June 17. Day in History
June 17, 1682 in Stockholm, the Swedish monarch was born the famous and “a military teacher of Peter the Great” Karl XII. He reigned in the years 1697-1718, was the commander who spent most of his reign in the long war in Europe. Charles XII came to the throne after his father Charles XI at the age of 15 years and 3 years later, left the country for a long time, and came to a sprawled for 18 years numerous military campaigns to finally make Sweden a dominant force in Northern Europe. Rise of Sweden in the Baltic has caused dissatisfaction among the two large neighbors, the Polish King Augustus II and Russian Tsar Peter I. November 30 Karl strongly attacked the Russian army left to Peter I on the command of Field Marshal de Croix at Narva, despite the fact that the Russian army almost three times superior to the Swedish army (9-12 thousand at 37 guns against the Swedes 32-35 thousand Russian at 184 guns).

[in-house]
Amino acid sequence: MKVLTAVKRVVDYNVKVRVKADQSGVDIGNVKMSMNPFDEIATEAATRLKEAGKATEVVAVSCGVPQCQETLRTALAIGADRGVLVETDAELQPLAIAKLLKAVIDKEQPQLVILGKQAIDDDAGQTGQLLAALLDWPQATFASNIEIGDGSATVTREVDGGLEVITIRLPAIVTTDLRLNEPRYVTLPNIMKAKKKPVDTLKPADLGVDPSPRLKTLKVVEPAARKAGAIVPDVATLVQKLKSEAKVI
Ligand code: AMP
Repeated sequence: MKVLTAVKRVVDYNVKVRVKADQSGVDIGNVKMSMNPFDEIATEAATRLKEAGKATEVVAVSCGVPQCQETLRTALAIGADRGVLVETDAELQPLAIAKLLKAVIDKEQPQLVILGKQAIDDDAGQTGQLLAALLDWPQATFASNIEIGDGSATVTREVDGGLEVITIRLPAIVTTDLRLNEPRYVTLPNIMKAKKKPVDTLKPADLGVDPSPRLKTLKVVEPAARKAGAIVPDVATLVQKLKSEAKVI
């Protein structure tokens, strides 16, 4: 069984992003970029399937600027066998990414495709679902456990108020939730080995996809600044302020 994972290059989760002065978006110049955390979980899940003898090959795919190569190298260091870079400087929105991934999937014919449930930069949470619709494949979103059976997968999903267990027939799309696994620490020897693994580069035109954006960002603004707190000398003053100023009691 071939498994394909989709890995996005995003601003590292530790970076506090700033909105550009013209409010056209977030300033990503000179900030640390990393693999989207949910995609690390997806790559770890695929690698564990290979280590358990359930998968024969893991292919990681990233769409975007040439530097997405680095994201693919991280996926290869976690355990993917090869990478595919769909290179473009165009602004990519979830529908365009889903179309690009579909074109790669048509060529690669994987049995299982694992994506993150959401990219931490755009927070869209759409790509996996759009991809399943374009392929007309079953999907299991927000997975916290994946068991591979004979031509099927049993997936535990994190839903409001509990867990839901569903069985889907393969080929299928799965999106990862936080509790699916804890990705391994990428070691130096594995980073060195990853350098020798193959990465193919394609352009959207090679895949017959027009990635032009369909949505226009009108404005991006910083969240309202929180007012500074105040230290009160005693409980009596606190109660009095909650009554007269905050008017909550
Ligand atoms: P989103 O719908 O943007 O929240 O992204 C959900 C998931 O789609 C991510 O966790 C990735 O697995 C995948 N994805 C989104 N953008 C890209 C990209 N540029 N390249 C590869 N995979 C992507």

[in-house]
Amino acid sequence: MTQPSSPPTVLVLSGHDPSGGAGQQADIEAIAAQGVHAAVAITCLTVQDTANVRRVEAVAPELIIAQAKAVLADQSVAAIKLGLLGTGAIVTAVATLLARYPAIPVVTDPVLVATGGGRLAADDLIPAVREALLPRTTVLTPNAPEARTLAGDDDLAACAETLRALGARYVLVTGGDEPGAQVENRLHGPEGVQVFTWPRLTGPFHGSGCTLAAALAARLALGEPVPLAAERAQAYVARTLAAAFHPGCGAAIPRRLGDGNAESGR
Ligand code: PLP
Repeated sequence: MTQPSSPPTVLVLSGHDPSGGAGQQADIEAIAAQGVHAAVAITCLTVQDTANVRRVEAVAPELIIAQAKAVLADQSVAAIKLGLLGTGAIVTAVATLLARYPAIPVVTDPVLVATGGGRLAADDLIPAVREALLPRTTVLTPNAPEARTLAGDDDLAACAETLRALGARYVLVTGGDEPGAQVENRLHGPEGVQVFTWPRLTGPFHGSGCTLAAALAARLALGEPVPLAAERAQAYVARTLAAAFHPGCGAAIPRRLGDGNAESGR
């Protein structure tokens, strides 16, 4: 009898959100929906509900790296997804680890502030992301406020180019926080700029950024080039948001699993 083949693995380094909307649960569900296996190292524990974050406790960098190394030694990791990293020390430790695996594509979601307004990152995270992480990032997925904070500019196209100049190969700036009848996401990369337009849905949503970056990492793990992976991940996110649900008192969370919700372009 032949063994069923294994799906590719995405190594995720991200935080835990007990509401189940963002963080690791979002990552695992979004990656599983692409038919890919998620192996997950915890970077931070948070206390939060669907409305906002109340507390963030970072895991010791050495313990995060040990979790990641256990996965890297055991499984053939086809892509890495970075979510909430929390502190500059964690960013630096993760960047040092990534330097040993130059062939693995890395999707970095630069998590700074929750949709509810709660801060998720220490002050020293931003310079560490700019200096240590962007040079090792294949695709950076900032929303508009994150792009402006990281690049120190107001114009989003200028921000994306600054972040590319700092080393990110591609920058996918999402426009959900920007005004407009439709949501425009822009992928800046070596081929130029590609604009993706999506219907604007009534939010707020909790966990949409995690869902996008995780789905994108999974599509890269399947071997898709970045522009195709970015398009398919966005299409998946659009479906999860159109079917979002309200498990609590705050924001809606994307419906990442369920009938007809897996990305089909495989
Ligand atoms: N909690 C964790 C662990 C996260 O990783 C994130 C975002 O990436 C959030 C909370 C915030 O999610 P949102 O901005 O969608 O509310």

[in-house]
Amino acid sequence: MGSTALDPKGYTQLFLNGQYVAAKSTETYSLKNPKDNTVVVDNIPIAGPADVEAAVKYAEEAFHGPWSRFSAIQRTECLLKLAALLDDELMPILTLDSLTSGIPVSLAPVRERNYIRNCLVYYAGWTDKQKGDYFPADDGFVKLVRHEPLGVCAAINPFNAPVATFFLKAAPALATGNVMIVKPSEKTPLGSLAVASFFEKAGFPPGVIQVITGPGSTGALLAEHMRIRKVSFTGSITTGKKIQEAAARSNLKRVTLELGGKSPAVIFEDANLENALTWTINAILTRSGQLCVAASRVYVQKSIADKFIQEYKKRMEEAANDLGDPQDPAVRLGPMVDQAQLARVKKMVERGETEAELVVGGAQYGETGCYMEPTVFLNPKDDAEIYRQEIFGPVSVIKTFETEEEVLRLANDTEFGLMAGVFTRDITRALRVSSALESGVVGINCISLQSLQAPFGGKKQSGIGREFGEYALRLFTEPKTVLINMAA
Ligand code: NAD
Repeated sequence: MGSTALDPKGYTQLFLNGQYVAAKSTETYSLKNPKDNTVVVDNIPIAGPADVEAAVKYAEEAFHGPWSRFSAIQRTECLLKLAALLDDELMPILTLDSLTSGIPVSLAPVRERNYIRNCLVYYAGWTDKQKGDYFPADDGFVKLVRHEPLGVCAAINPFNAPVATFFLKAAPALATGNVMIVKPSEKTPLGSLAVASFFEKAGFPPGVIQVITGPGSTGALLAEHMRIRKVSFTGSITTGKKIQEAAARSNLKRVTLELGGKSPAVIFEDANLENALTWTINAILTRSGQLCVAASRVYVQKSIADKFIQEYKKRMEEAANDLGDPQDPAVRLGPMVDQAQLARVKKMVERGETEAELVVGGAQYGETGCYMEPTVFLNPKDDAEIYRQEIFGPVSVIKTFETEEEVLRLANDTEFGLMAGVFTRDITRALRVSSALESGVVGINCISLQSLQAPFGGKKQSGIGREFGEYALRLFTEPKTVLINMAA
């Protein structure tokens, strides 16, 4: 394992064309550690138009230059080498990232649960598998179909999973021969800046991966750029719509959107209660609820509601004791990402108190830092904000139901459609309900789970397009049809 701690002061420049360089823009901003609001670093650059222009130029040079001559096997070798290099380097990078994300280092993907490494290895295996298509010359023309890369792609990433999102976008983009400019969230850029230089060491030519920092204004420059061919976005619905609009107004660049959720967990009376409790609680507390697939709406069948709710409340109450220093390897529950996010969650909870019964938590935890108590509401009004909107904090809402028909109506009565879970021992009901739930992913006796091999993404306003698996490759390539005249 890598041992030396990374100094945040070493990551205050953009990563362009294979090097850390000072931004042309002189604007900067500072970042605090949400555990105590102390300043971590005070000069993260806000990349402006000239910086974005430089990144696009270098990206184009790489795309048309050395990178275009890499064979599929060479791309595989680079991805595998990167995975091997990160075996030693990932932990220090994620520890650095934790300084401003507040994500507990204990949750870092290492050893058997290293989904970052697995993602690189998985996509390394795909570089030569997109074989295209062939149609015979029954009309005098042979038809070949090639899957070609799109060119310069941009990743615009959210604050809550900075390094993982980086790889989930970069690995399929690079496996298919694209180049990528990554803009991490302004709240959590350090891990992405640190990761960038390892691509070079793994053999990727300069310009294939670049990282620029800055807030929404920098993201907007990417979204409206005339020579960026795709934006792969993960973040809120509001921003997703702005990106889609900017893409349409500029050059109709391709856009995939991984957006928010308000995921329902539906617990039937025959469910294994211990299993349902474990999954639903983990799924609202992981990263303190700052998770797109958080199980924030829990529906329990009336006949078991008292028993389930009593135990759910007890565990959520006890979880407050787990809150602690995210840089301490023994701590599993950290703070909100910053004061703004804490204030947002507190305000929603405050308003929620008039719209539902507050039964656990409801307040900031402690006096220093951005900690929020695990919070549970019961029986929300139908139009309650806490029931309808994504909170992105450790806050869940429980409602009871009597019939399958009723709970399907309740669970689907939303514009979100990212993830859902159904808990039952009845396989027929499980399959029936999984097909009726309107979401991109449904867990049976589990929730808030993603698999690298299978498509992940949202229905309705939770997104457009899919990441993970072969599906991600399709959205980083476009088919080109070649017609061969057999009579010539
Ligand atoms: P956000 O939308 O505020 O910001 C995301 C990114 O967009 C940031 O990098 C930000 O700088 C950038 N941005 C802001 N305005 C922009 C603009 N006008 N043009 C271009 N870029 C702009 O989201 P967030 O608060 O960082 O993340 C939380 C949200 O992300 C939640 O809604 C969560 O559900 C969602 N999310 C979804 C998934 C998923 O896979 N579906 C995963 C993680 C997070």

“Battle of Koniggratz” by Georg Bleibtreu. 1869.
June 17, 1866 began Austro-Prussian War. The war lasted for seven weeks (June 17 – July 26, 1866). Austria was forced to fight on two fronts. Its technological backwardness and political isolation since 1856 have led it to defeat. In the Peace of Prague agreement concluded on August 23, Austria passed Holstein and Prussia left the German Confederation. Italy went to the Venice area. The political result of the war in 1866 became the final rejection of the Austrian association of German states under his command and the transition hegemony in Germany to Prussia, to head the North German Confederation – a new confederal state formation.
June 17, 1885 on board the French steamship “Isere” to New York Statue of Liberty arrived – a gift of the French people to the United States centennial of the American Revolution. The statue was created by the French sculptor Auguste Bartholdi Frederic assisted by engineer Gustave Eiffel, who later designed the tower, which received his name.
June 17, 1899 ferry-Icebreaker “Baikal” was launched on the water. It was damaged by artillery fire in 1918, later to cut the metal.